Thursday, January 29, 2004

The light is going out in her eyes, literally.

During the past three weeks or so, there's been a noticeable decline in Mom. It actually began late last year when she began having more difficulty in getting around even with her cane. She was becoming less sure of herself, unsteady, nervous unless I was right there to help her every step of the way. Once, upon return from an afternoon at the hairdressers than grabbing a bite to eat with me, we had just gotten inside the Manor when down she fell. As it happened, it was like time slowed down and I tried to think how to stop it but I couldn't. She fell forward, her face hitting the floor at the corner, one bow of her glasses grinding into her face. After the aides helping her up, we saw a gash on her face, and her eyeglasses were bent badly.

The mother I've known all my life isn't there anymore. My Mom was full of life, opinions, and energy. She had a classic Irish temper, but also knew how to laugh and enjoy life. It makes me sad to already be talking about her in the past tense.

Now, despite a brief time where not only we, but Mom herself thought she was getting past the initial grieving period and coming out the other side, she is encountering another challenge. I'm not sure what it all entails, but it's there, and I don't think it's going away. It's like she's falling apart.

I took Mom to Dr. Haake last week. He's her neurologist. He confirmed that her dementia is progressing, along with a deterioration of her gait. Physical Therapists were brought in to the Manor where she lives to evaluate her. They called me saying her leg strength was actually quite good for her age, but that due to her lack of confidence, a walker was indicated. They will come by a few more times to help her learn how to use it, and observe and advise. After that, she's on her own.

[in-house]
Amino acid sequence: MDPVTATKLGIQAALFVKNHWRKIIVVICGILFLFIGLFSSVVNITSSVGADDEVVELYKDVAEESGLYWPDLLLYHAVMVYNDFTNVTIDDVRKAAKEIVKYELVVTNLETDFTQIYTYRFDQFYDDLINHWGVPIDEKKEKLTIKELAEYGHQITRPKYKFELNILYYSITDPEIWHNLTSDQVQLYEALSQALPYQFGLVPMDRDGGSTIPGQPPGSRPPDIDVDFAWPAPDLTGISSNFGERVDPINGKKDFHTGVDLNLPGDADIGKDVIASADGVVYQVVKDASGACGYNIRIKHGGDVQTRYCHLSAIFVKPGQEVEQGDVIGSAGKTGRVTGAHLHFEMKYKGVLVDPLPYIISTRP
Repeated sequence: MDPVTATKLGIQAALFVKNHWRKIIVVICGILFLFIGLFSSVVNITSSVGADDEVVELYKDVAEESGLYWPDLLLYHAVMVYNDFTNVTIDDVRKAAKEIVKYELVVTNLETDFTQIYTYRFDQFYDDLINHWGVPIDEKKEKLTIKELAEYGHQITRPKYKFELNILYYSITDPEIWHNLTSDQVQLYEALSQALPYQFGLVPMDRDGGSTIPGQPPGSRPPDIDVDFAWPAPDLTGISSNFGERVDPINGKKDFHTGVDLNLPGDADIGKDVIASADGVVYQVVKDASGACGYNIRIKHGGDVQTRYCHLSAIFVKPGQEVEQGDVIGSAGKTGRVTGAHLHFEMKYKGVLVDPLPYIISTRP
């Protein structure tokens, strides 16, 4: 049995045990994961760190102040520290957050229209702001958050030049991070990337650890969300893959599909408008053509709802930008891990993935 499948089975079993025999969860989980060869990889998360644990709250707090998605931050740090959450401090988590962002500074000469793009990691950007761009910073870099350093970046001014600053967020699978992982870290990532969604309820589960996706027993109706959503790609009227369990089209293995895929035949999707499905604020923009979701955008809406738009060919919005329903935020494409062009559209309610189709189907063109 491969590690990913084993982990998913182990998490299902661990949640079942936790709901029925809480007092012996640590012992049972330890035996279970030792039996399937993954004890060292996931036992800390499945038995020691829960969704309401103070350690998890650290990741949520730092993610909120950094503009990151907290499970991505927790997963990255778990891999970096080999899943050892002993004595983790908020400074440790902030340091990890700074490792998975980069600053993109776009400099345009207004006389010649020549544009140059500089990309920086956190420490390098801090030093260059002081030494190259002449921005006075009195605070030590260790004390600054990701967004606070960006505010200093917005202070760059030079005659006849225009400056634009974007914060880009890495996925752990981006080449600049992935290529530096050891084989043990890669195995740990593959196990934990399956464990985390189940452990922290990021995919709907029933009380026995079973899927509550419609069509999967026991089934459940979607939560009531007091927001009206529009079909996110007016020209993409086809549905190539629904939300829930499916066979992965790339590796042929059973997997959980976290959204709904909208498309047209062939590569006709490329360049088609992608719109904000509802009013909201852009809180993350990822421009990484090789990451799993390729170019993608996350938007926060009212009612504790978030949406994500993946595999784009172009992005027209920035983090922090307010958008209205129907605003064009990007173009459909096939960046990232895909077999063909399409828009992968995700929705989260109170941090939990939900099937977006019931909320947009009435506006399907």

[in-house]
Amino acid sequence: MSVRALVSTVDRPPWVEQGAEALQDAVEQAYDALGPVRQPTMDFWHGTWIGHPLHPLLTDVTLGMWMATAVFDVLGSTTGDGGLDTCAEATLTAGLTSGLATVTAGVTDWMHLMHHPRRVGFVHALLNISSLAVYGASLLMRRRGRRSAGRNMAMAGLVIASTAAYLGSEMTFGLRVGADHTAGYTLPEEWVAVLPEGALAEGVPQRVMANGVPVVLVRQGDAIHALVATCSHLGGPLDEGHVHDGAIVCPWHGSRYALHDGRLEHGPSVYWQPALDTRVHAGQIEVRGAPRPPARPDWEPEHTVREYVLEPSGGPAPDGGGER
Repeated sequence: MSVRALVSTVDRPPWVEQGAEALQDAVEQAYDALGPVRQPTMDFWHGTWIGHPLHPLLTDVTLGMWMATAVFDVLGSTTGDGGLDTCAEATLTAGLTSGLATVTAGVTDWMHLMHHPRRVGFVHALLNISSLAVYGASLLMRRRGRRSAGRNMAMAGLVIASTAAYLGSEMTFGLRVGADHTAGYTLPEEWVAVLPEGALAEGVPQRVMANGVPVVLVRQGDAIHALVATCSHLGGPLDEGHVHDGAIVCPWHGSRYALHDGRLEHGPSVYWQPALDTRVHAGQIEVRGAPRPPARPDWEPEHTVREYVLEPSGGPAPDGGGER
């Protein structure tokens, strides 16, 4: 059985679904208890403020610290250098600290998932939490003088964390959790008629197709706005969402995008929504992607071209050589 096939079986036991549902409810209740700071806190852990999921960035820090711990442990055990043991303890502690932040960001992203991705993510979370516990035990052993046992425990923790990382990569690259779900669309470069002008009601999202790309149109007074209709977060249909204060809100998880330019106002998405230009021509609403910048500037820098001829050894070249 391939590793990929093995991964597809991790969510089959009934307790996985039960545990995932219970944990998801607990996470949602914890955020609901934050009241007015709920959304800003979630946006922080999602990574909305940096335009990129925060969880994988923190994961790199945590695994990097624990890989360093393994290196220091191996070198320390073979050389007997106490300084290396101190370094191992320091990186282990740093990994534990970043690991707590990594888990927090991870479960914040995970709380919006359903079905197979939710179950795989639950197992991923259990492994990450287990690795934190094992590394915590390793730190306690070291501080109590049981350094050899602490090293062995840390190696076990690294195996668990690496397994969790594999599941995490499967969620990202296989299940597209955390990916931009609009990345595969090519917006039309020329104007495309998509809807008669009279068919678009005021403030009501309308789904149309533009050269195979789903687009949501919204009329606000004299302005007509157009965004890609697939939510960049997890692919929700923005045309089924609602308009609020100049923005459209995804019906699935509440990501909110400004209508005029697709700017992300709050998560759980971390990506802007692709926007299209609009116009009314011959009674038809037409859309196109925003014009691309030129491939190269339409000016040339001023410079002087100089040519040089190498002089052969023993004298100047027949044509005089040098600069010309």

Susan from the Manor called yesterday. Mom has once again been found wandering the halls in nothing but an undershirt, nothing on her bottom half, virtually naked. She's also walked that way into the hallway public restroom and had bouts of diarrhea all over the floor. After a brief interlude where Detrol helped her regain urinary continence, once again she's having accidents but even worse than before; not only when sleeping, but when she's awake. It's like, Susan comments, she's just given up and doesn't care.

The last few times Mom and I went out to eat, she began exhibiting more odd behavior. She was always unconventional in her behavior by some standards, but she usually reserved that for when she was at home. Now, she has begun to do some inappropriate things in public, i.e., taking her dentures out, setting them on the table in full view of anyone to see in restaurants, making loud comments about people near us, etc. I try to redirect her attention, or make a joke and we laugh, and that has worked so far. However, between these troubling examples, and some public incontinence, it's become clear that it will not be as easy – maybe even possible – for Mom to get out much longer. She will miss that very much…

So we are not to the point where we must begin actively seeking skilled care, because it's only a matter of time before the Manor cannot meet her needs. I called Eventide, and they transferred her from the inactive to active list for placement. It's difficult to estimate waiting times, they said, but it could vary from one month to one year.

In the meantime, we wait, we cope, and we grieve. We grieve for the Mother we knew, the Mother we know now, and her absence when it comes.